Against the backdrop of several pharma companies reporting second-quarter sales declines due to COVID-19, AstraZeneca represents a rare exception, thanks to a strong performance by its oncology medicines.
In the second quarter, AZ’s oncology portfolio brought in $2.61 billion, up 24% year-over-year at constant exchange changes. Key drugs, including lung cancer med Tagrisso, Merck & Co.-partnered PARP inhibitor Lynparza, PD-L1 blocker Imfinzi and blood cancer therapy Calquence all came in above industry watchers’ expectations.
AZ’s top-selling drug, EGFR TKI Tagrisso, still managed to grow to $1.03 billion in Q2 despite negative inventory shifts, according to the company.
Imfinzi’s $492 million quarterly haul also marked a 6.5% increase over Q1, thanks in part to a small cell lung cancer nod the FDA doled out in late March. And AZ attributed Lynparza’s 52% year-over-year jump, to $419 million, to a recent FDA green light in first-line maintenance treatment of HRD-positive ovarian cancer, regardless of BRCA mutation status.
The cancer drugs’ stellar performance came in stark contrast to an 8% decline in AZ’s respiratory department. That was mainly the doing of old corticosteroid Pulmicort, which saw sales plummet by a whopping 70% to merely $97 million in Q2, leaving a huge 70% discrepancy between the reported number and the Street’s forecast.
The reason for the sharp decline? China, the drug’s main source of revenue. The COVID-19 pandemic significantly reduced the number of patients visiting nebulizer centers and “an unusually benign influenza season ... significantly reduced [the number of] asthma exacerbations,” CEO Pascal Soriot said during a conference call on Thursday.
That slide in turn dragged down AZ’s China sales growth to 11% in Q2 at constant currencies, below the 17% the country delivered for the drugmaker in Q1.
China now makes up about one-fifth of AZ’s entire business and has been faithfully delivering double-digit sales growth even amid COVID-19-related slowdowns. But recent political tensions between U.S. and China—which are AstraZeneca’s top and second-largest markets, respectively—cloud over the British pharma’s future.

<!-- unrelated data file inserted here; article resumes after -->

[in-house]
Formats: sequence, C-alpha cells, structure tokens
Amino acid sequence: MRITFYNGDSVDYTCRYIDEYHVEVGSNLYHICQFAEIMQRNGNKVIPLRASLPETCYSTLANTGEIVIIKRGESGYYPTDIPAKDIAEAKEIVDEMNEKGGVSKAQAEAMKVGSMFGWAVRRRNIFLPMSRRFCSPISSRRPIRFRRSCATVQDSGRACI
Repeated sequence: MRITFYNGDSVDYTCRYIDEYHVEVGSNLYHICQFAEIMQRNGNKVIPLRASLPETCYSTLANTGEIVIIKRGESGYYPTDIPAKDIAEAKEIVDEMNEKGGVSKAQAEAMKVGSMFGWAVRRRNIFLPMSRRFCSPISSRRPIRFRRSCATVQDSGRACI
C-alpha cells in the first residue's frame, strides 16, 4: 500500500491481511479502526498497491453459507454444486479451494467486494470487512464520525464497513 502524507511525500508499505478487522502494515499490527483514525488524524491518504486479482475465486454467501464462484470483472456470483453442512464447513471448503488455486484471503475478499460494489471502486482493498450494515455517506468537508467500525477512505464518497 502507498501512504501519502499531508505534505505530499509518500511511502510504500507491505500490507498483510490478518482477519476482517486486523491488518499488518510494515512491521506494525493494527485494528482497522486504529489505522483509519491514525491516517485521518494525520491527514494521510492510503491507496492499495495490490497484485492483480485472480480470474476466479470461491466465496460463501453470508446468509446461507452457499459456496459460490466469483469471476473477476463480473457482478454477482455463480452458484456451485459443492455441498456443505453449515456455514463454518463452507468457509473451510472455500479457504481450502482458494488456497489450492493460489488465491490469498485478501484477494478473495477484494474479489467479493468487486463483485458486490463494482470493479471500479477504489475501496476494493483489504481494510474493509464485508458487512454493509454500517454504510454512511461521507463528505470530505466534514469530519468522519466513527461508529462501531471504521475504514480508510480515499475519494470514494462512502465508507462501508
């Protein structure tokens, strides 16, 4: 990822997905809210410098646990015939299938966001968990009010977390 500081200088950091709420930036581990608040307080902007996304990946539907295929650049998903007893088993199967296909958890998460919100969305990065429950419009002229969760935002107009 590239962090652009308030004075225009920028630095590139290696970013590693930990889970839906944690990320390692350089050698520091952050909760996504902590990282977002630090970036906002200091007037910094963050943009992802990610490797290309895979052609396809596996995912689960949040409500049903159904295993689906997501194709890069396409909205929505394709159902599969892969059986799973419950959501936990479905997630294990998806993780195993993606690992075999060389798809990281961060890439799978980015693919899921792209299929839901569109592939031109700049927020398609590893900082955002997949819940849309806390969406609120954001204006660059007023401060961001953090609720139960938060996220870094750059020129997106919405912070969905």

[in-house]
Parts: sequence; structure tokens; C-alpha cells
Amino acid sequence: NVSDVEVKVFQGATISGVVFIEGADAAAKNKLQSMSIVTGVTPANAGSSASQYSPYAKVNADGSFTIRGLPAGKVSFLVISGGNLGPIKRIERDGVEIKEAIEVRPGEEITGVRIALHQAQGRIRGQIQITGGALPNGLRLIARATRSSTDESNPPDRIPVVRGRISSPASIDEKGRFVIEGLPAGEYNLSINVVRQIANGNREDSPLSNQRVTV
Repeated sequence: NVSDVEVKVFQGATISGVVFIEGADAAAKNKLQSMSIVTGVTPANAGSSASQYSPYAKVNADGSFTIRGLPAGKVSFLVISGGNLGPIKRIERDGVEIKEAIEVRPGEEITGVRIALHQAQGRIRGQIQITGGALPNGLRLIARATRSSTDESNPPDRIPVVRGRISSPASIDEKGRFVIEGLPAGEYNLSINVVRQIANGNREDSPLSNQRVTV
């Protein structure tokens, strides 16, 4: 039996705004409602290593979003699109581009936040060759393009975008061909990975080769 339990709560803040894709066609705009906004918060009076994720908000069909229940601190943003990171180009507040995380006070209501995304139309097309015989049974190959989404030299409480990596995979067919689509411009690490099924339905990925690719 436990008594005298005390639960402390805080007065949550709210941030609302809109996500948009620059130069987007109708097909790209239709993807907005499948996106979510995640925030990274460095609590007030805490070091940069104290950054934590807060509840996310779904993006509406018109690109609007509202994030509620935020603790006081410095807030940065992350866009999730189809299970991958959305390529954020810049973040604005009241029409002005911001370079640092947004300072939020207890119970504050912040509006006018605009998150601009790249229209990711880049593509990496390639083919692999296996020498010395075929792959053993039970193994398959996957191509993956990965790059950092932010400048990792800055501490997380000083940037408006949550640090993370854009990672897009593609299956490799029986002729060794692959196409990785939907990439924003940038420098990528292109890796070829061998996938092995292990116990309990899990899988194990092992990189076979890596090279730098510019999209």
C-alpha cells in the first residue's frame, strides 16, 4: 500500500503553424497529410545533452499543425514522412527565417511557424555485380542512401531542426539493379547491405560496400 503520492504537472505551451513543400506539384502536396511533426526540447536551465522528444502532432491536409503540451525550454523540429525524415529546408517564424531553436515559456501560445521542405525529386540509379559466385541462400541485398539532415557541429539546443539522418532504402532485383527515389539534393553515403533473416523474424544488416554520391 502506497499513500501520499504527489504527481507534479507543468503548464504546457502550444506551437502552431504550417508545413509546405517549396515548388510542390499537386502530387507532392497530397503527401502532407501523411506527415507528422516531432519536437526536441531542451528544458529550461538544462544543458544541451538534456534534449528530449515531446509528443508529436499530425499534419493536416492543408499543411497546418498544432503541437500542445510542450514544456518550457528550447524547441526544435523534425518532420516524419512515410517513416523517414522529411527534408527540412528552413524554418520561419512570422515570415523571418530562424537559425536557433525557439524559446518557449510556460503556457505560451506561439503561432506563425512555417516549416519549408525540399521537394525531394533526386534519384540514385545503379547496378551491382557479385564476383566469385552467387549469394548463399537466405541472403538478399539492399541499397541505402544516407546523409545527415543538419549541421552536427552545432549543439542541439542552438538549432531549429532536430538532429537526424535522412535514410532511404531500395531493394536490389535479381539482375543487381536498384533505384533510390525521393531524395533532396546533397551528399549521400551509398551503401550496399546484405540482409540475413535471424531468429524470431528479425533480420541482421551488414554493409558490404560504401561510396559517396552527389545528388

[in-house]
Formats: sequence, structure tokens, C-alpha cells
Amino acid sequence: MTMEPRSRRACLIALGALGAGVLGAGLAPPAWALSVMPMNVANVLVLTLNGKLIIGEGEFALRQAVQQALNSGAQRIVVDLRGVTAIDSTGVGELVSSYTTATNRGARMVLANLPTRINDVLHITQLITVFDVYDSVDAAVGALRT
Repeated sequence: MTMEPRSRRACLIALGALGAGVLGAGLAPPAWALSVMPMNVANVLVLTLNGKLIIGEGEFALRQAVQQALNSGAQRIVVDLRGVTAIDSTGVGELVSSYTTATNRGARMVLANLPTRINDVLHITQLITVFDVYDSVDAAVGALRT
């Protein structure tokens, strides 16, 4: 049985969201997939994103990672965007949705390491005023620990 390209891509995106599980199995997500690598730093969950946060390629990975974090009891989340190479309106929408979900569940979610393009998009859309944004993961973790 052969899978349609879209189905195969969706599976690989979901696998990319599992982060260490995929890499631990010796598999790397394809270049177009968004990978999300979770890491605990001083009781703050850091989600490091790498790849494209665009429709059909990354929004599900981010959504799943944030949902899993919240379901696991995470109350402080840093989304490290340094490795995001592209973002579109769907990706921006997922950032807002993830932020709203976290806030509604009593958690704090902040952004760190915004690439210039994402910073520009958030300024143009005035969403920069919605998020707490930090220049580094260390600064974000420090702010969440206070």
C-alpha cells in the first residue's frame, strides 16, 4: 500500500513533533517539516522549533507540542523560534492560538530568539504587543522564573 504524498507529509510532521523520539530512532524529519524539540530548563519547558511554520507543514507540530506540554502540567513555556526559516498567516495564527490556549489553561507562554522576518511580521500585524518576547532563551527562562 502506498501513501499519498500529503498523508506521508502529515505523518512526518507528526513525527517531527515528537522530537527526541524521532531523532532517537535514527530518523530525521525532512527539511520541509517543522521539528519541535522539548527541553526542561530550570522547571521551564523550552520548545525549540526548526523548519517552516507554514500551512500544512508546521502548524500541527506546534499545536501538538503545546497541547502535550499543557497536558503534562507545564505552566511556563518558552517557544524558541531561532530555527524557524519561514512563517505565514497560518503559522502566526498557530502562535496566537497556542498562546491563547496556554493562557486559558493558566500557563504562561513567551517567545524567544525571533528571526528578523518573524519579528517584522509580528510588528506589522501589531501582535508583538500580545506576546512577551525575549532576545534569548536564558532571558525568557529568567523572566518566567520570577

Right now, AZ seems to be handling the situation with ease, rubbing shoulders with both sides. The company’s University of Oxford-partnered COVID-19 vaccine candidate, AZD1222, was the only non-U.S. program picked by the Trump administration as part of its Operation Warp Speed initiative. And just a few days ago, Leon Wang, AZ’s head of international markets, was the only foreign pharma executive to attend an entrepreneur meeting chaired by Chinese President Xi Jinping.
“We always said we’re in China … not only be there as an office but basically be integrated in China,” Soriot told reporters on Thursday, pointing to AZ’s manufacturing footprint, R&D efforts and digital health collaborations in the country.
“AstraZeneca has always been a good example of China’s opening-up policy and welcoming investment from [other parts] of the world,” Wang added. “We’re more perceived like a local-rooted foreign company rather than a totally foreign company.”
That said, China is a noticeable missing element in AZ’s COVID-19 vaccine project. So far, the company has signed supply deals with the U.S. (300 million doses), the U.K. (100 million doses) and the EU (400 million doses), plus a manufacturing and distribution agreement with R-Pharm in Russia, and with the Serum Institute of India to provide the shot to low-income countries. And it’s in discussions with Japan, Brazil and South Korea for potential introduction of the vaccine into those markets should the phase 3 efficacy trial turn out successful.
So far, AZ has set up a global supply chain that’s able to make 2 billion doses by the end of 2021, and it's “working on producing more if necessary,” Soriot said. He declined to provide a price for the vaccine after the pandemic, saying it’s still too early.
Overall, AZ’s second-quarter product sales increased 9% at constant currencies, and the $6.05 billion haul checked in 1% ahead of consensus. Total revenues, which include profit share from Daiichi Sankyo-paired antibody-drug conjugate Enhertu and FibroGen-partnered anemia med roxadustat, were $6.28 billion in the quarter. The company maintained its full-year guidance, expecting total revenue to grow by a high-single- to low-double-digit percentage.